Aura in Walter Benjamin's "Illuminations"

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Response to Prompt #3 In Walter Benjamin’s book Illuminations, two particular chapters are relevant to the corpus of works that make up film study. “Art in the Age of Mechanical Reproductions” and “The Storyteller” outline a progressive history from oral traditions to the modern traditions such as film that resulted and the bumps that have been encountered along the way. Central to these two chapters is the idea of aura. Aura, though difficult to define, is a concept that is easy to perceive because of its engaging qualities. From oral to written to visual representations including film, the story is the nucleus that produces entertainment and ideally educates the audience. To be entertained does not require much of the audience,…show more content…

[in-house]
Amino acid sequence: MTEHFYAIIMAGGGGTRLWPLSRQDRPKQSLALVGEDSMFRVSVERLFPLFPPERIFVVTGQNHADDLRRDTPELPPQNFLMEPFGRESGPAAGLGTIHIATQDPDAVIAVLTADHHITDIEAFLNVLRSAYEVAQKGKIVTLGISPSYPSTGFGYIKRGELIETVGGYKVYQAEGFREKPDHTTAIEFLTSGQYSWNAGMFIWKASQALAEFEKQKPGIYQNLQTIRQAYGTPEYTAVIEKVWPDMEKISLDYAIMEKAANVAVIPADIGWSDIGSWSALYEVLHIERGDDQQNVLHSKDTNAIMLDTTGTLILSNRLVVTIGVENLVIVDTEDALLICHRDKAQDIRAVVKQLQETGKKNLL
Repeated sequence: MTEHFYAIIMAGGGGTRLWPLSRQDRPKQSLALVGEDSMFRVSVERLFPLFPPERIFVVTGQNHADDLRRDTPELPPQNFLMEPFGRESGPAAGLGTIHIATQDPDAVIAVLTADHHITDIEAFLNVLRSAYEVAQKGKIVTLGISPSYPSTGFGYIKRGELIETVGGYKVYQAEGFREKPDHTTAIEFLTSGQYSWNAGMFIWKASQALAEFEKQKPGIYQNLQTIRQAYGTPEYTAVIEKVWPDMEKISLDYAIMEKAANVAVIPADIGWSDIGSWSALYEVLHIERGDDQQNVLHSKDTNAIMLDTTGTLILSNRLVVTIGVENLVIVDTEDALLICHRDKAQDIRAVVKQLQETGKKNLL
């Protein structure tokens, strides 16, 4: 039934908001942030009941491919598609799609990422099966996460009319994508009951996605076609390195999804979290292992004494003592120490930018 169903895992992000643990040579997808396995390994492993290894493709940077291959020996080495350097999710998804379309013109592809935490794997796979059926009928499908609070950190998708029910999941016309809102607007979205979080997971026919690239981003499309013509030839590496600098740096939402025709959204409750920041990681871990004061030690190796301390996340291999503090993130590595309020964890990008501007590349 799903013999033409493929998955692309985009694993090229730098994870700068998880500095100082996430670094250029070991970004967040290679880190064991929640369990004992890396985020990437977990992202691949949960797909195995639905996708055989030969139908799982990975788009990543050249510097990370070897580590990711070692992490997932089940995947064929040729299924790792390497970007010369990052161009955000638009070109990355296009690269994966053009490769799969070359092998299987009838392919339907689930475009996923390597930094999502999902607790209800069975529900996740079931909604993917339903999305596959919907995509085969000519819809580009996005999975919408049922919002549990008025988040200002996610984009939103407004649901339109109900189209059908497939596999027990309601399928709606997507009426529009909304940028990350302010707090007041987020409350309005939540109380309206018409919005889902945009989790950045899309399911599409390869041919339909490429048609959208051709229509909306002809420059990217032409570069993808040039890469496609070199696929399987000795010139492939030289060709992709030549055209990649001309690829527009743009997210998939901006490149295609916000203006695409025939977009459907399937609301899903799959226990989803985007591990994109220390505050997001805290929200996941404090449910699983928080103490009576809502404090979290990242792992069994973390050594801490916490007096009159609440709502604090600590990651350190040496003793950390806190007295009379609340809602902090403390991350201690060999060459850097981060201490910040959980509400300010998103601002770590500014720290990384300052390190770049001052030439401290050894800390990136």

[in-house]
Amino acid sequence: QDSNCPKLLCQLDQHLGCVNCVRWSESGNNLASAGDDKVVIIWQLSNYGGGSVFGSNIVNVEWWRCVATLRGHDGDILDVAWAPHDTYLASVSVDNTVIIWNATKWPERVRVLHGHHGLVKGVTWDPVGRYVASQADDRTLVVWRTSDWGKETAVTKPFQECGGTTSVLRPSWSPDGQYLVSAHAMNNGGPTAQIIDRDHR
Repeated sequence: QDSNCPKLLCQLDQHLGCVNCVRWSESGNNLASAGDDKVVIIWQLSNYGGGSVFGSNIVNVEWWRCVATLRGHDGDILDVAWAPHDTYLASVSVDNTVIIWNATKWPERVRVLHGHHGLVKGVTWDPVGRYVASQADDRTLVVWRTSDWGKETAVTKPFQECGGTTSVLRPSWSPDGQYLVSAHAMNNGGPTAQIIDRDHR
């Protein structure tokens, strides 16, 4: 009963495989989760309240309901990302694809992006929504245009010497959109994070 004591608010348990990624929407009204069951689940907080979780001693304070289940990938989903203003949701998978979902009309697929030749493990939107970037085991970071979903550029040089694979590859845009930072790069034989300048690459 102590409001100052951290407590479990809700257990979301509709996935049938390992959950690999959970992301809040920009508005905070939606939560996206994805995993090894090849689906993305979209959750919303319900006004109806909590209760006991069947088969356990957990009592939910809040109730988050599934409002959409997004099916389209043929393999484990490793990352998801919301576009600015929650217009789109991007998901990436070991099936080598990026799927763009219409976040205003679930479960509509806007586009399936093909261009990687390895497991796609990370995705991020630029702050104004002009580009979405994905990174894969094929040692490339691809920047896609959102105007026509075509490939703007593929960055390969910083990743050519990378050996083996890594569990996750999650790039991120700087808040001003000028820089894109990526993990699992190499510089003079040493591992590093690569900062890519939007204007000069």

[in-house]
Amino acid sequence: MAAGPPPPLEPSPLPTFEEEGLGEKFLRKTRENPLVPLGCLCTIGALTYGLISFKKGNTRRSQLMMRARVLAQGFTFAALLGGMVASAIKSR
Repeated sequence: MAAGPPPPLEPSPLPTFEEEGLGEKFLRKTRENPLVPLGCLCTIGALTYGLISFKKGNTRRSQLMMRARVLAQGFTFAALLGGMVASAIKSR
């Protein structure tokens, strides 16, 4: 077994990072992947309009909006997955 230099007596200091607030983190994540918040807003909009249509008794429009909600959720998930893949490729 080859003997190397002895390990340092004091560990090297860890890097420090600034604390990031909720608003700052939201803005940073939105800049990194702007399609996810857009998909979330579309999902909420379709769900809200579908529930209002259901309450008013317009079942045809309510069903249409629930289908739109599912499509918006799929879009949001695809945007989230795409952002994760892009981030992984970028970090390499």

Although exaggerations have been added for entertainment value and alterations have been made, the attempt was always to communicate an awesome experience. In Leskov’s “The Left Handed Craftsman,” the namesake is not by far the protagonist, but his involvement with the steel flea from Brittan resurrected the tale which was, among many other things, a tribute to ancient craftsmen. The relationship of the storyteller to his material is that of a craftsman to his medium. Benjamin asks “whether it is not his [the story teller or craftsman] very task to fashion the raw material of experience, his own and that of others, in a solid, useful, and unique way” (p. 108). If the writer is as acutely aware of his or her audience as an oral story teller would be, it is possible to craft a utilitarian product. The solitary production method of writing that removes the writer from his or her immediate context makes this very difficult to achieve. What is lost is the mystical aura that electrified and preserved oral storytelling for so many generations. Writing by hand inevitably led to the printing press and other forms of art, such as visual art, which soon became easily reproducible. The degradation continues as the mode of production evolves. With the advent of the lithograph, whose origins lie in etching and engraving, works of art were beginning to lose their aura. Just as a written novel is not the same as the oral story from which it may

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